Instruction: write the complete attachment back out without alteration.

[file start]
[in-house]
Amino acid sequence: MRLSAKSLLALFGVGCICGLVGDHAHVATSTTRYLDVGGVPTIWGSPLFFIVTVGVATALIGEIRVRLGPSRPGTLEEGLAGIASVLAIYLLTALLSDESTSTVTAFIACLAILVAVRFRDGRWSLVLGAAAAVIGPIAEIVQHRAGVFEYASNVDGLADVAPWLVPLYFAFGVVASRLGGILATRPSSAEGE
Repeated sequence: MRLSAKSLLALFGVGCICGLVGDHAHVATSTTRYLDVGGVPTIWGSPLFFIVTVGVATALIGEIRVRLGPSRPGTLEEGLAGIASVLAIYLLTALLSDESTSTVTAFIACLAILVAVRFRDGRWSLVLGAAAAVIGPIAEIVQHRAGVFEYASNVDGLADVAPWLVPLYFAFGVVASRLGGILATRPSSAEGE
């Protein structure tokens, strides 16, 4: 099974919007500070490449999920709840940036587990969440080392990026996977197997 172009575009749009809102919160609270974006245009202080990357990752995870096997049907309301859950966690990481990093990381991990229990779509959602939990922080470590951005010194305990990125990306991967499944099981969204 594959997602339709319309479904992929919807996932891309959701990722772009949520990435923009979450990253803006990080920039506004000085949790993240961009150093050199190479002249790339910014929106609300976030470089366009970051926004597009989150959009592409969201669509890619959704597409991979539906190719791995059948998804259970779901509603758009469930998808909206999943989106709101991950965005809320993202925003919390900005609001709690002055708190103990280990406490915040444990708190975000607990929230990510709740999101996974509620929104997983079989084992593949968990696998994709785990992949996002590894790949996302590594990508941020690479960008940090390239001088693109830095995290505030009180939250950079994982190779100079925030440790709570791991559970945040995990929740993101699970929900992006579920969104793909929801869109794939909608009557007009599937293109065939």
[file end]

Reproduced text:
[in-house]
Amino acid sequence: MRLSAKSLLALFGVGCICGLVGDHAHVATSTTRYLDVGGVPTIWGSPLFFIVTVGVATALIGEIRVRLGPSRPGTLEEGLAGIASVLAIYLLTALLSDESTSTVTAFIACLAILVAVRFRDGRWSLVLGAAAAVIGPIAEIVQHRAGVFEYASNVDGLADVAPWLVPLYFAFGVVASRLGGILATRPSSAEGE
Repeated sequence: MRLSAKSLLALFGVGCICGLVGDHAHVATSTTRYLDVGGVPTIWGSPLFFIVTVGVATALIGEIRVRLGPSRPGTLEEGLAGIASVLAIYLLTALLSDESTSTVTAFIACLAILVAVRFRDGRWSLVLGAAAAVIGPIAEIVQHRAGVFEYASNVDGLADVAPWLVPLYFAFGVVASRLGGILATRPSSAEGE
């Protein structure tokens, strides 16, 4: 099974919007500070490449999920709840940036587990969440080392990026996977197997 172009575009749009809102919160609270974006245009202080990357990752995870096997049907309301859950966690990481990093990381991990229990779509959602939990922080470590951005010194305990990125990306991967499944099981969204 594959997602339709319309479904992929919807996932891309959701990722772009949520990435923009979450990253803006990080920039506004000085949790993240961009150093050199190479002249790339910014929106609300976030470089366009970051926004597009989150959009592409969201669509890619959704597409991979539906190719791995059948998804259970779901509603758009469930998808909206999943989106709101991950965005809320993202925003919390900005609001709690002055708190103990280990406490915040444990708190975000607990929230990510709740999101996974509620929104997983079989084992593949968990696998994709785990992949996002590894790949996302590594990508941020690479960008940090390239001088693109830095995290505030009180939250950079994982190779100079925030440790709570791991559970945040995990929740993101699970929900992006579920969104793909929801869109794939909608009557007009599937293109065939």